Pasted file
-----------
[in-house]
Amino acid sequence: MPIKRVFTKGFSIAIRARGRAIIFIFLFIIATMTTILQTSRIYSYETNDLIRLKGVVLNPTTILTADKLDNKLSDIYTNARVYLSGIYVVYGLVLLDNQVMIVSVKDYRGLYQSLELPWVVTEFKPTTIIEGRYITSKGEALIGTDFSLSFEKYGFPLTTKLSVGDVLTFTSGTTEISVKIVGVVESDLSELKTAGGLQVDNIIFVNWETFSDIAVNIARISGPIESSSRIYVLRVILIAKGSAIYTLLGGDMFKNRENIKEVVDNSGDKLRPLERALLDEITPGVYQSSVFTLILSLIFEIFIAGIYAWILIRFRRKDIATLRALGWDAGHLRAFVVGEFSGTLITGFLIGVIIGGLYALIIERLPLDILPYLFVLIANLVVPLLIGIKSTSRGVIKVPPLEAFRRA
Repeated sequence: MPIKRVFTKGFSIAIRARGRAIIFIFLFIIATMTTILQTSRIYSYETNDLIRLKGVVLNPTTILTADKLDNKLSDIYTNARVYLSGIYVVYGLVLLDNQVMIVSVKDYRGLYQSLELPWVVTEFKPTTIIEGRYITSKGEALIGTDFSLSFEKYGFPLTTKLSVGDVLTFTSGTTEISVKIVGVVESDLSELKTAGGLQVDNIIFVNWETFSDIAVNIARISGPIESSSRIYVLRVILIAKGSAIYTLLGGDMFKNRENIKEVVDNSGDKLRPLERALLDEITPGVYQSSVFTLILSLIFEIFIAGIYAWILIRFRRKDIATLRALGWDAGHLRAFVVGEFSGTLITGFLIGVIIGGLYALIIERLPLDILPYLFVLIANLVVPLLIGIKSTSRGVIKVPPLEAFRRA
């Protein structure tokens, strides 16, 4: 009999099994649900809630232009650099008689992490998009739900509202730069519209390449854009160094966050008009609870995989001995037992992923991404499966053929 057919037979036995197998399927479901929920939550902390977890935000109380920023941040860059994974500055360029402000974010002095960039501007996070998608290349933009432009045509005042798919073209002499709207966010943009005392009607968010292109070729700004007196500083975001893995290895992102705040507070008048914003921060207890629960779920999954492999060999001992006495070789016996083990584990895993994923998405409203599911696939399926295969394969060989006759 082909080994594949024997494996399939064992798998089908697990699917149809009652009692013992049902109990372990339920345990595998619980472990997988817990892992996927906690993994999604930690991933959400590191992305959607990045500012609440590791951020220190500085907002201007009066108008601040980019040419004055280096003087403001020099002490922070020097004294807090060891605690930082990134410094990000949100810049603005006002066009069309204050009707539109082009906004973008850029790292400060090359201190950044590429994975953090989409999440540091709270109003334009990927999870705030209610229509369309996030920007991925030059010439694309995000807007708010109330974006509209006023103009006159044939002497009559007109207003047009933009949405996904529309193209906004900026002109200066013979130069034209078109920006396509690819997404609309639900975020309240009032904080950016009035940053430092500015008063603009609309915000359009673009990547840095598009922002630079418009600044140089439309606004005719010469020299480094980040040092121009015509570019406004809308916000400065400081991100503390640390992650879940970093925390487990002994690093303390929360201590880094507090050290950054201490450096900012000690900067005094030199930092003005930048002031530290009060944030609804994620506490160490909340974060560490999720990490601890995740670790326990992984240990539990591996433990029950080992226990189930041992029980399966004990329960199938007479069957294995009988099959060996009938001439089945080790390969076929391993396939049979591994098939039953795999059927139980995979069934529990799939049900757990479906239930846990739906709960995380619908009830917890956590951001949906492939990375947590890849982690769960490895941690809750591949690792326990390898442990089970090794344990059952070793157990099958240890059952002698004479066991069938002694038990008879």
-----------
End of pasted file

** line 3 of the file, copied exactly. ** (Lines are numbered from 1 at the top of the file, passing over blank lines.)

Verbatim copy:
Repeated sequence: MPIKRVFTKGFSIAIRARGRAIIFIFLFIIATMTTILQTSRIYSYETNDLIRLKGVVLNPTTILTADKLDNKLSDIYTNARVYLSGIYVVYGLVLLDNQVMIVSVKDYRGLYQSLELPWVVTEFKPTTIIEGRYITSKGEALIGTDFSLSFEKYGFPLTTKLSVGDVLTFTSGTTEISVKIVGVVESDLSELKTAGGLQVDNIIFVNWETFSDIAVNIARISGPIESSSRIYVLRVILIAKGSAIYTLLGGDMFKNRENIKEVVDNSGDKLRPLERALLDEITPGVYQSSVFTLILSLIFEIFIAGIYAWILIRFRRKDIATLRALGWDAGHLRAFVVGEFSGTLITGFLIGVIIGGLYALIIERLPLDILPYLFVLIANLVVPLLIGIKSTSRGVIKVPPLEAFRRA